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    “Oh, Lady Be Good!” is a 1924 song by George and Ira Gershwin. It was introduced by Walter Catlett in the Broadway musical Lady, Be Good! written by Guy Bolton, Fred Thompson, and the Gershwin brothers and starring Fred and Adele Astaire. The song was also performed by the chorus in the film Lady Be Good (1941), although the film is unrelated to the musical.

    Recordings in 1925 were by Paul Whiteman, Carl Fenton, and Cliff Edwards. A 1947 recording of the song became a hit for Ella Fitzgerald, notable for her scat solo. For her album Ella Fitzgerald Sings the George and Ira Gershwin Songbook (1959), it was sung as a ballad arranged by Nelson Riddle.

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    “When Lester Young played on the second chorus, the jazz world was introduced to another way of playing the tenor saxophone … Jazz would never be the same.”
    – Chris Tyle

    As improvisational vehicles, many songs could not endure the transition from the loose Dixieland style of the “Roaring Twenties” to the smooth, swing sound of the 1930’s. They were dropped from jazz musicians’ catalogs, performances, and recordings and relegated to period collections and specialty bands.

    There are, however, a handful of songs written in the mid-twenties or earlier that have persisted as the topmost jazz standards: WC Handy’s “St. Louis Blues” (1914); the Ken Casey, Maceo Pinkard, Ben Bernie composition “Sweet Georgia Brown” (1925); and George and Ira Gershwin’s “The Man I Love” (1924) and “Oh, Lady Be Good” (1924).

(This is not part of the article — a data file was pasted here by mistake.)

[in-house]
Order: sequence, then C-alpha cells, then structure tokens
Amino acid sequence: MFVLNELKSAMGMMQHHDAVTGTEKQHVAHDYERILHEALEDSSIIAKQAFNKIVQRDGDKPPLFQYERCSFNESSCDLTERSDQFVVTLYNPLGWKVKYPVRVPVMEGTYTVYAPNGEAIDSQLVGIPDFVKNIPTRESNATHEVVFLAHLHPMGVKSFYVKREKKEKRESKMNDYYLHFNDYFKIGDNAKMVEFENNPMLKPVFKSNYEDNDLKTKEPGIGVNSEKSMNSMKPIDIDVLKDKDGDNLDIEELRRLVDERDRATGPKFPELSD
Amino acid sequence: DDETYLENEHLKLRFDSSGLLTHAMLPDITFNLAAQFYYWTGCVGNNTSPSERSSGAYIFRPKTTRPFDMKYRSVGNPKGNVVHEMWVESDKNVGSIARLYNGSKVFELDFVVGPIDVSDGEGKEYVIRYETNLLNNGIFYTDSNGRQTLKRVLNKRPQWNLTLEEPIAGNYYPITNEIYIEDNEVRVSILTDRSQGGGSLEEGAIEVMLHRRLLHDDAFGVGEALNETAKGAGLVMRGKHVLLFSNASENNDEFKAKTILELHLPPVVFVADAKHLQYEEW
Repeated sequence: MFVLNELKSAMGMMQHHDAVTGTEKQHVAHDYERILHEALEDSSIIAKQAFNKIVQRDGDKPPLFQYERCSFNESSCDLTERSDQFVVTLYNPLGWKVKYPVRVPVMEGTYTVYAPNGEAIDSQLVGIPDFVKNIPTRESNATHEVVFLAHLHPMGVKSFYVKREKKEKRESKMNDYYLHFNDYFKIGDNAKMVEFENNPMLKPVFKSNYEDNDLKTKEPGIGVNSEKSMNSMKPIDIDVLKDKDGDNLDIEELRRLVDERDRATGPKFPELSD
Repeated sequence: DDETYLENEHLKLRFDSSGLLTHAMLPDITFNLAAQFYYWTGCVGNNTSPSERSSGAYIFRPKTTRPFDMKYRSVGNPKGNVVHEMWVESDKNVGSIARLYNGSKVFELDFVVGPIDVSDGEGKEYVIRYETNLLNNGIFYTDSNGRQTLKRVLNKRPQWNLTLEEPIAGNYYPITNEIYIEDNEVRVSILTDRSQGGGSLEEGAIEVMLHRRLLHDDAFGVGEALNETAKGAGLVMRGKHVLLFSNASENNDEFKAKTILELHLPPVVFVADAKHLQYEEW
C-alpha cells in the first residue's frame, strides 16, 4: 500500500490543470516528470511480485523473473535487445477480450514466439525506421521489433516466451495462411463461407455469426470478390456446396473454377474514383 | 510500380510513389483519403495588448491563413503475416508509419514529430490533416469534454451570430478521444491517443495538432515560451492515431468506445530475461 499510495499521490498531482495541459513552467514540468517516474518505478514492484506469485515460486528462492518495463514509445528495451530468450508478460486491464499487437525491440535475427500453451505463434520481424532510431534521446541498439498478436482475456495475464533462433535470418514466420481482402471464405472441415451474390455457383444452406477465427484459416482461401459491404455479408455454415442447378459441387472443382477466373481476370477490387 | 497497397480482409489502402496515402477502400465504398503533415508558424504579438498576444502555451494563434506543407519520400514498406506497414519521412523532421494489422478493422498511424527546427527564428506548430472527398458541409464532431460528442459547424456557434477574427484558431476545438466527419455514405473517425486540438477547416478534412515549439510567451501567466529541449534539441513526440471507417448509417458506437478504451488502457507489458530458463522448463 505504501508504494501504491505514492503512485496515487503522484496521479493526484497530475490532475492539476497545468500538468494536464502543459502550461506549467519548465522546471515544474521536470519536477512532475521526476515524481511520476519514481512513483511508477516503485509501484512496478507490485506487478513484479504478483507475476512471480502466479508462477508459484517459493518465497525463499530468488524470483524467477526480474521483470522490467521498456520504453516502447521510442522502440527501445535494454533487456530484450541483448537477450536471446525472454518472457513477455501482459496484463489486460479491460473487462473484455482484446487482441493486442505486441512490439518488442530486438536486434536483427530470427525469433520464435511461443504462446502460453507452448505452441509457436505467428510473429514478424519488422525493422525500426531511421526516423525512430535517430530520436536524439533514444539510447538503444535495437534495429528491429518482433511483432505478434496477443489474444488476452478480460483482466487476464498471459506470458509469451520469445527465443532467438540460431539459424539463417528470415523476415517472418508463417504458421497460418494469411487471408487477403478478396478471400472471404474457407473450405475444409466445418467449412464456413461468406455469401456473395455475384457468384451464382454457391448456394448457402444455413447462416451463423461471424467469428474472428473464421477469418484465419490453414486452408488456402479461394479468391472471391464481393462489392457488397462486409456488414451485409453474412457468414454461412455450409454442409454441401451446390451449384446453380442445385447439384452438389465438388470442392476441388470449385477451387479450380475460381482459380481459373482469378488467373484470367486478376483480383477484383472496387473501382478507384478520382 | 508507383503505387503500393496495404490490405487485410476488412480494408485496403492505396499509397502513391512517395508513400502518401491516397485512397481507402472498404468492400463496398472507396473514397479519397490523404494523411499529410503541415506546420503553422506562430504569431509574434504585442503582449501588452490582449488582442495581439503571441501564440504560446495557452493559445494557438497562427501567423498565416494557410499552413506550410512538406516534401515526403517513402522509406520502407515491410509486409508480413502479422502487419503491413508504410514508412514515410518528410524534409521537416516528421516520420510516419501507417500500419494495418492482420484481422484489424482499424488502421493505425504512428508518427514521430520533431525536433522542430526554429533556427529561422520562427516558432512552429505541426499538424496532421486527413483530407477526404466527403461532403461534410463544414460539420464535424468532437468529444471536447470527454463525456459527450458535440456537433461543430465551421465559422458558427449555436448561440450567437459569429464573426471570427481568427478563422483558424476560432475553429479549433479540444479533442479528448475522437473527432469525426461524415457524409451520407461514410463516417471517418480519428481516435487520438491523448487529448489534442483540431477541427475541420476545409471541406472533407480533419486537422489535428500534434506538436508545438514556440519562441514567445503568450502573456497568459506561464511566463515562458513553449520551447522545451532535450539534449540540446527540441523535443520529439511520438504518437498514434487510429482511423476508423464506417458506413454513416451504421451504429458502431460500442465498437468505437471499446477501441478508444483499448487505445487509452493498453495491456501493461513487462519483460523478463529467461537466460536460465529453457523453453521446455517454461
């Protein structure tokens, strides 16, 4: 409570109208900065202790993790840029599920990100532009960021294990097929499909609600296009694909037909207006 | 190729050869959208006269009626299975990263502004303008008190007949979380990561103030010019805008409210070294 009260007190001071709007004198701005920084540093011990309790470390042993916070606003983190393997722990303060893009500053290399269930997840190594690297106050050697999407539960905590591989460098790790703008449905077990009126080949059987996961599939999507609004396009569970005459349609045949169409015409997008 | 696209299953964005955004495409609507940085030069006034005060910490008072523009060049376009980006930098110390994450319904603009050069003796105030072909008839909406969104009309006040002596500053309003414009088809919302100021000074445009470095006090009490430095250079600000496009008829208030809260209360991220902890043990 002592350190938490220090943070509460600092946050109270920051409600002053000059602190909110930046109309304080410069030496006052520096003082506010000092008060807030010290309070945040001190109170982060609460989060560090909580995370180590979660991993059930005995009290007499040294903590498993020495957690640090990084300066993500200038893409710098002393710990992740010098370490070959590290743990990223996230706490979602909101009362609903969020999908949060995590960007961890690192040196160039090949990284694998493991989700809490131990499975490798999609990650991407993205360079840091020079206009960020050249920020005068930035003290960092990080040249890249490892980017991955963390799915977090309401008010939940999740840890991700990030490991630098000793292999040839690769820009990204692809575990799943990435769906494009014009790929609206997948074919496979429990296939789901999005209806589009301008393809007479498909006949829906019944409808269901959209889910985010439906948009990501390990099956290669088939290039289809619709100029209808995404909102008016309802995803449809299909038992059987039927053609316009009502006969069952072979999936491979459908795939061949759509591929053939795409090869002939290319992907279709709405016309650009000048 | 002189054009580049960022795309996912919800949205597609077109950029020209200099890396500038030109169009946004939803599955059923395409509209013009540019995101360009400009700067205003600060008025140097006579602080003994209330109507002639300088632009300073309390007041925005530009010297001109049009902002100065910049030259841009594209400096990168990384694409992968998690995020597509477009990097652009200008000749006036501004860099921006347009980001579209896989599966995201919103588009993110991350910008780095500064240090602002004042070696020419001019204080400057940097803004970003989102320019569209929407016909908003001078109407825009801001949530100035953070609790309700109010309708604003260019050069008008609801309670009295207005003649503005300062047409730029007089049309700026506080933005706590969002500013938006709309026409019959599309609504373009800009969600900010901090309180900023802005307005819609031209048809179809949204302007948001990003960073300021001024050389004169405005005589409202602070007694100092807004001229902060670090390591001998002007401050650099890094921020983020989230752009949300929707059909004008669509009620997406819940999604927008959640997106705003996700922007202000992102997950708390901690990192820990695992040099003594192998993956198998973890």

Walter Catlett introduced “Oh, Lady Be Good!” on the stage of the Liberty Theater December 1st 1924. The song was included in the Broadway Musical Lady, Be Good! a popular show that would run for 330 performances. The show starred Fred and Adele Astaire, Walter Catlett, Alan Edwards, Jayne Auburn, Kathlene Martyn, and Cliff Edwards. It opened to generally favorable reviews, with the critics raving about the Astaires’ footwork and the “jazzy” Gershwin score.

    In 1925 “Oh, Lady Be Good!” went on to become a pop chart hit three times with Paul Whiteman and His Orchestra (1925, instrumental, #2) Carl Fenton and his Orchestra (1925, instrumental, #9) Cliff Edwards (1925, #13)

    Lady Be Good was one of several shows in 1924 that represented a significant departure from the romantic operetta style. According to Edward Jablonski’s book Gershwin: A Biography, these pioneering productions were “… brittle in tone, ‘smart,’ characterized by athletic dances, tongue-in-cheek love songs”; in other words, forerunners of the modern musical comedy.

    “Oh, Lady Be Good!” was one of a dozen songs in the all-Gershwin Broadway score. Also becoming hits were “So Am I,” “Little Jazz Bird,” “The Half of It, Dearie, Blues,” and “Fascinating Rhythm.” Lady Be Good was also a turning point in the career of Cliff Edwards. Edwards’ ukulele rendition of “Fascinating Rhythm” stole the show and would prove to be the beginning of a string of Broadway appearances for him.